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Case Reports |

CHRONIC HYPERGALACTOSEMIA

FLOYD A. NORMAN, M.D.; GLADYS J. FASHENA, M.D.
Am J Dis Child. 1943;66(5):531-538. doi:10.1001/archpedi.1943.02010230063007.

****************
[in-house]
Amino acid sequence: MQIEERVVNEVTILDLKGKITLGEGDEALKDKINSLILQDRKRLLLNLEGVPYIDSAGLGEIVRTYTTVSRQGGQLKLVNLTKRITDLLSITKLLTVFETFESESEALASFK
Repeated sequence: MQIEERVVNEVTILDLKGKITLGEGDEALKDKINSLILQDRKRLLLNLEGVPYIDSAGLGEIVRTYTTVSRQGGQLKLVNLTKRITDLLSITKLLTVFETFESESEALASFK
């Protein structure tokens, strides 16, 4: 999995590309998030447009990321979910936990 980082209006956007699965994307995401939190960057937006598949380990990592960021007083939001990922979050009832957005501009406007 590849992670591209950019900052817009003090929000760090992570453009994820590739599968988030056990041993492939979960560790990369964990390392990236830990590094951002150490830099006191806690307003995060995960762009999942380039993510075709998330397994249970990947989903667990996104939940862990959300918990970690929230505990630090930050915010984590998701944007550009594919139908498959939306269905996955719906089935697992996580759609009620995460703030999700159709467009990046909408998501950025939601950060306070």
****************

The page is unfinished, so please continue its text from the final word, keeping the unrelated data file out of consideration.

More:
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In 1935 Mason and Turner1 reported a carefully studied case of prolonged galactosuria with associated nutritional and developmental disturbances in an infant. Theirs was the second case of such a condition to be described, the first having been reported by Göppert2 in 1917. In both cases the outstanding clinical symptom was failure of the infant to gain and grow properly, and the chief abnormalities observed were enlargement of the liver and spleen and presence ot galactose and albumin in the urine as long as the child received any considerable amount of milk. Both patients exhibited normal tolerance for dextrose and levulose but greatly decreased tolerance for lactose and galactose. Removal of milk from the diet resulted in remarkable improvement in both instances. Intensive study of the carbohydrate metabolism of their patient led Mason and Turner to postulate that galactose was apparently absorbed normally but failed to be converted

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